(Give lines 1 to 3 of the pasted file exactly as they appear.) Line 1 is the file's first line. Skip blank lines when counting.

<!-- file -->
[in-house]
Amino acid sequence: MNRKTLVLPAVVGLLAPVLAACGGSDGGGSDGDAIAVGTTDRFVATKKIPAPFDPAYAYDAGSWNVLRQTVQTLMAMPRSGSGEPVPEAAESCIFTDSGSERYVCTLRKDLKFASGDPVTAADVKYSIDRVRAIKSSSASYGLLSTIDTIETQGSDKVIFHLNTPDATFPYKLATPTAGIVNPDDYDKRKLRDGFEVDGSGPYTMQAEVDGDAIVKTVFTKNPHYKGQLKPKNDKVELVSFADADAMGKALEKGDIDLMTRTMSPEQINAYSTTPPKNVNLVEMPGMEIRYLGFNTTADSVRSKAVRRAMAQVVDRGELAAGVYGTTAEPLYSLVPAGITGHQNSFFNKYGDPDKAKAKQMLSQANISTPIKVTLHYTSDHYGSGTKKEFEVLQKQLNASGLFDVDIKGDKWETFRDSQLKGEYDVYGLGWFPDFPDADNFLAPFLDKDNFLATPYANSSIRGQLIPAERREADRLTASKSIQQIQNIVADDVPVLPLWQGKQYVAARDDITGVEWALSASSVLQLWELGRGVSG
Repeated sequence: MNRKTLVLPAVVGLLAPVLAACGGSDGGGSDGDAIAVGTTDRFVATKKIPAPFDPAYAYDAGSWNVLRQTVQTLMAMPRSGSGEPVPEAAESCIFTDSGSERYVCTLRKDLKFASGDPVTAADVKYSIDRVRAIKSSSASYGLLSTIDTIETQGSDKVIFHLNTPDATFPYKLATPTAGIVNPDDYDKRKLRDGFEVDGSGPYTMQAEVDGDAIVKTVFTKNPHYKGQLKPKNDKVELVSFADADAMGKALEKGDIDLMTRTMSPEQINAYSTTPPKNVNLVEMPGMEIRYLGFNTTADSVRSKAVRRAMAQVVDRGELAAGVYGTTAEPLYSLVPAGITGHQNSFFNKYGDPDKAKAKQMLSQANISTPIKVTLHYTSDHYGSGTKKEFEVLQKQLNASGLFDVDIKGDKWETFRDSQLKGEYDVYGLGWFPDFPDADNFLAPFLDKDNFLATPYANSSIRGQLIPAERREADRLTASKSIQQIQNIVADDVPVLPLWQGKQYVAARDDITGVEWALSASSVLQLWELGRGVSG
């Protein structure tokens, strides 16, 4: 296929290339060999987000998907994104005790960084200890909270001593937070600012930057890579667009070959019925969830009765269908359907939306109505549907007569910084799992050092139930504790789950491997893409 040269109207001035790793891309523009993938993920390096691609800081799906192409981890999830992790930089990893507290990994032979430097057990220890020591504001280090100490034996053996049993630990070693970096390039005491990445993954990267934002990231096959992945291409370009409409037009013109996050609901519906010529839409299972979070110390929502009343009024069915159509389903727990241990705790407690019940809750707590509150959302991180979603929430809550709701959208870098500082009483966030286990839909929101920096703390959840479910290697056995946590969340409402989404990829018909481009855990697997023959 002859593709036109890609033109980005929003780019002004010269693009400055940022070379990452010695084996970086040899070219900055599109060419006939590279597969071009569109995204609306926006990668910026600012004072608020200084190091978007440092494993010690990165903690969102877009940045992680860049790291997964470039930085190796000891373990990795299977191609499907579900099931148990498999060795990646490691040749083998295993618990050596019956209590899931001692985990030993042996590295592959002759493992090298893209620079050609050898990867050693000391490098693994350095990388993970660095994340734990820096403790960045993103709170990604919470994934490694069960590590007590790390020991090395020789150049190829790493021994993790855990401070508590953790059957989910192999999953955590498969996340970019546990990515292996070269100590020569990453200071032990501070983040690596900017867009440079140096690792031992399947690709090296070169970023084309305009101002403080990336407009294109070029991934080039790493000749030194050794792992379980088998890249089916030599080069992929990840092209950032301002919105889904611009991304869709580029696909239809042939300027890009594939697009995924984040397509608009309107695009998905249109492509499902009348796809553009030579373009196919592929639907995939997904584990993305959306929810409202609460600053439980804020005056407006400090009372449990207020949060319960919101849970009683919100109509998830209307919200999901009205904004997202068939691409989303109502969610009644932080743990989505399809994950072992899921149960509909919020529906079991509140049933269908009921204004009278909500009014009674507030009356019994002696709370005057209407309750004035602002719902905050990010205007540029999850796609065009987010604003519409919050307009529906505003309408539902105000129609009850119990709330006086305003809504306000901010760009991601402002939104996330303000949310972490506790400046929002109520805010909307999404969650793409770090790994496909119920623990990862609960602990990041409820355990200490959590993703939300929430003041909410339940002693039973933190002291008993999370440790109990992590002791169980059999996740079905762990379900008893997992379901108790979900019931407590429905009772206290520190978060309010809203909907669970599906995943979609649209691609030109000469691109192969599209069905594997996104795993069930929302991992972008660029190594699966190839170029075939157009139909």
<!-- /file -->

[in-house]
Amino acid sequence: MNRKTLVLPAVVGLLAPVLAACGGSDGGGSDGDAIAVGTTDRFVATKKIPAPFDPAYAYDAGSWNVLRQTVQTLMAMPRSGSGEPVPEAAESCIFTDSGSERYVCTLRKDLKFASGDPVTAADVKYSIDRVRAIKSSSASYGLLSTIDTIETQGSDKVIFHLNTPDATFPYKLATPTAGIVNPDDYDKRKLRDGFEVDGSGPYTMQAEVDGDAIVKTVFTKNPHYKGQLKPKNDKVELVSFADADAMGKALEKGDIDLMTRTMSPEQINAYSTTPPKNVNLVEMPGMEIRYLGFNTTADSVRSKAVRRAMAQVVDRGELAAGVYGTTAEPLYSLVPAGITGHQNSFFNKYGDPDKAKAKQMLSQANISTPIKVTLHYTSDHYGSGTKKEFEVLQKQLNASGLFDVDIKGDKWETFRDSQLKGEYDVYGLGWFPDFPDADNFLAPFLDKDNFLATPYANSSIRGQLIPAERREADRLTASKSIQQIQNIVADDVPVLPLWQGKQYVAARDDITGVEWALSASSVLQLWELGRGVSG
Repeated sequence: MNRKTLVLPAVVGLLAPVLAACGGSDGGGSDGDAIAVGTTDRFVATKKIPAPFDPAYAYDAGSWNVLRQTVQTLMAMPRSGSGEPVPEAAESCIFTDSGSERYVCTLRKDLKFASGDPVTAADVKYSIDRVRAIKSSSASYGLLSTIDTIETQGSDKVIFHLNTPDATFPYKLATPTAGIVNPDDYDKRKLRDGFEVDGSGPYTMQAEVDGDAIVKTVFTKNPHYKGQLKPKNDKVELVSFADADAMGKALEKGDIDLMTRTMSPEQINAYSTTPPKNVNLVEMPGMEIRYLGFNTTADSVRSKAVRRAMAQVVDRGELAAGVYGTTAEPLYSLVPAGITGHQNSFFNKYGDPDKAKAKQMLSQANISTPIKVTLHYTSDHYGSGTKKEFEVLQKQLNASGLFDVDIKGDKWETFRDSQLKGEYDVYGLGWFPDFPDADNFLAPFLDKDNFLATPYANSSIRGQLIPAERREADRLTASKSIQQIQNIVADDVPVLPLWQGKQYVAARDDITGVEWALSASSVLQLWELGRGVSG